Through his years with Can-Amera, he’s served in a number of areas, including publicity, transportation, as a sport area coordinator and on the opening and closing ceremonies.

He’s also spent many years on the Cambridge Sports Awards committee, as well as with the defunct Cambridge Winter Hawks Jr. B team, a team he was with since its inception in 1982-83. And even before that, he was with the Shamrocks and the Preston Jesters.

His father-in-law, John Porteous, was the trainer with those early Jester clubs and, when Rothwell went out to a game, he was hooked. “The rink was full. It was just great.”

He was asked to do some announcing in the early 1970s, a chore he did well. Many thought his voice bore an uncanny resemblance to the Toronto Maple Leaf announcer.

Later, when he served on the executive with the Winter Hawks Jr. B team, his work schedule changed and for two years he had to work on Saturday nights. “I was still able to be on some committees, but couldn’t do hockey because they played Saturday nights.”

Eventually he was able to return to the Winter Hawks.  “I came back in 1997, and had a heart attack in December.”

Two years later, in 1999-2000, the Winter Hawks won the Sutherland Cup, then repeated with back-to-back wins in 2005-07.

Eventually he became VP responsible for game-night operations, marketing and corporate sales and City liaison.

After the team folded, amidst some controversy, in 2016-2017, he began helping out with the Hespeler Jr. C team.

He has been a member of the Sports Awards and the Sports Hall of Fame committees, as well as serving as coach and director in softball — he coached Cambridge Girls’ Softball for 14 years, including a four-year stint with the Cambridge Jr. ‘A’ Lions  in the South Western Ladies Softball League. He also gave of his time to local fastball, ringette and hockey organizations.

For seven years he was a travel team and house league coach with Cambridge Ringette and served as co-chair of the ringette tournament for a year. He was also coach and GM of the Cambridge Athletics Fastball team.

In the early years as a coach, Rothwell admitted going to the library to learn about the game and how to coach and do lineups. He tells the story about how Tim Turow, namesake of the Cambridge Athlete of the Year award and long a baseball coach, offered an opinion on Rothwell’s coaching abilities.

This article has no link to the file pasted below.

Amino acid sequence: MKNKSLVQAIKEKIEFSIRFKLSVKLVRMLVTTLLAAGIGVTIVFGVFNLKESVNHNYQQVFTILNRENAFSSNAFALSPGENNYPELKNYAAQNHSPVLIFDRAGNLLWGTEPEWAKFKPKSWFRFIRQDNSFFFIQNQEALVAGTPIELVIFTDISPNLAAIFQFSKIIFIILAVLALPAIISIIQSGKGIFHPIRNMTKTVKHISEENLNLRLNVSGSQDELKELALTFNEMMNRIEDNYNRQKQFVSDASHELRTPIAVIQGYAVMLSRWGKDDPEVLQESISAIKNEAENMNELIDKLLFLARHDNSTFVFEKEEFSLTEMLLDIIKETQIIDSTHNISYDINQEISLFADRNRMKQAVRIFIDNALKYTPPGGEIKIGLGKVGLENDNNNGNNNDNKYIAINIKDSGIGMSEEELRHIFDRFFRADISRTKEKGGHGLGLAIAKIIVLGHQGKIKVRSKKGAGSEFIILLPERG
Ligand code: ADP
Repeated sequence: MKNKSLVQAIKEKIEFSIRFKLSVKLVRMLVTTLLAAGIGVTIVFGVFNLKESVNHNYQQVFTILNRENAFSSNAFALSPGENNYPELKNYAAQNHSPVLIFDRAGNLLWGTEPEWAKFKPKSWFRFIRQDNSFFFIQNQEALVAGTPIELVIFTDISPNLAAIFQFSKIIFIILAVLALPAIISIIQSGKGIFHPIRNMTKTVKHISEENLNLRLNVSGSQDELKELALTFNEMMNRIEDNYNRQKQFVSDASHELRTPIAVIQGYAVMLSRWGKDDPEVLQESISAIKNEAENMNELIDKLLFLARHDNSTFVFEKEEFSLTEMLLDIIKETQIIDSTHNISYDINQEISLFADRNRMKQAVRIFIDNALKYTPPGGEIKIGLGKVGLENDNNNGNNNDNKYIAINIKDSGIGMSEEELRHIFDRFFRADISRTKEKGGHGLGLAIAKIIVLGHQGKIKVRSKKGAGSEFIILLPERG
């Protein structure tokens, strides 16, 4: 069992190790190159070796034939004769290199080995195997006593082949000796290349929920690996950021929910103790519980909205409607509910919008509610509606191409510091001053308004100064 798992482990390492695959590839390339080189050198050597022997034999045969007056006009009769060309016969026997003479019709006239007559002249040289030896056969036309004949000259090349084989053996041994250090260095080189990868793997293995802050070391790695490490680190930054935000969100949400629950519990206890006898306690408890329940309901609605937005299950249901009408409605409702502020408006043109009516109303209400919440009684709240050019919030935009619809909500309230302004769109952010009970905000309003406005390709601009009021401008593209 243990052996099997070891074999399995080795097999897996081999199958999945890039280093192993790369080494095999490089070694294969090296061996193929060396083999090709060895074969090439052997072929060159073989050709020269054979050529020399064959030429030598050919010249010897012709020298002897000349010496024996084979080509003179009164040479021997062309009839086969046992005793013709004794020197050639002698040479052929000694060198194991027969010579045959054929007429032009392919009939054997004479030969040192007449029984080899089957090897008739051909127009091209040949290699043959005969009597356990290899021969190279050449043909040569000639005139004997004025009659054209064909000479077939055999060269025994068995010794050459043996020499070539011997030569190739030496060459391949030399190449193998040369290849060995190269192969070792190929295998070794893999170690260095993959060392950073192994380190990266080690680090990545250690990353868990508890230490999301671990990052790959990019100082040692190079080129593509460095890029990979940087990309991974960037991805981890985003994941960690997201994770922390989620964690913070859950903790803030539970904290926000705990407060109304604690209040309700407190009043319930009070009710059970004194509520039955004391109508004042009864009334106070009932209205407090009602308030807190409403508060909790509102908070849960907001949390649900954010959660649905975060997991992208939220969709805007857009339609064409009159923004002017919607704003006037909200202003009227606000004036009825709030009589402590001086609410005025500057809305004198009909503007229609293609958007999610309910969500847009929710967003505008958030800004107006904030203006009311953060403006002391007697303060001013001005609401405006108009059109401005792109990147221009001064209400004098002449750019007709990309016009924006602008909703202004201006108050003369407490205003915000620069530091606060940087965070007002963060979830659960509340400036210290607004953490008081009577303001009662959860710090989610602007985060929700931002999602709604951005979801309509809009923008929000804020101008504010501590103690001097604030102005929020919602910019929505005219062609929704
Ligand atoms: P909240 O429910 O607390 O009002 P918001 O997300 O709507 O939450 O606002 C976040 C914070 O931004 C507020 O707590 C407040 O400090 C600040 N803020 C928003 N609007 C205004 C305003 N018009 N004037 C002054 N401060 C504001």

“He had watched one of our games — maybe the Cambridge A’s — and he told one of our players: ‘That coach doesn’t know anything about coaching ball.’ And,” laughs Rothwell, “he was right.” But Rothwell had the desire to learn.

Along the way he was also involved with the Cambridge Gores men’s team for several years, as a coach and general manager — and was GM of the Kitchener Evergreens Fastball team for a year.

He continues to be involved on the Cambridge Sports Hall of Fame committee, the Arthur White Sports Bursary Fund and the Waterloo Region Hall of Fame (on their sports selection committee).

“There have been some great people I’ve been fortunate enough to meet and get to know through all these activities over the years.”

Rothwell has always been eager to pitch in, and those who have come to know him have found a dependable and enthusiastic volunteer who is a pleasure to work with.

His wife Janet perhaps best sums up his involvement in local sports. “John throws himself into these things —- he goes all in — to the exclusion of all else.”

She knows better than most how many sacrifices there have been along the way, but helping out has been so ingrained in his makeup that even if he wanted to curtail or scale back his involvement in sport, he probably couldn’t.

So while he continues to seek that balance, it remains as elusive as ever.

John Rothwell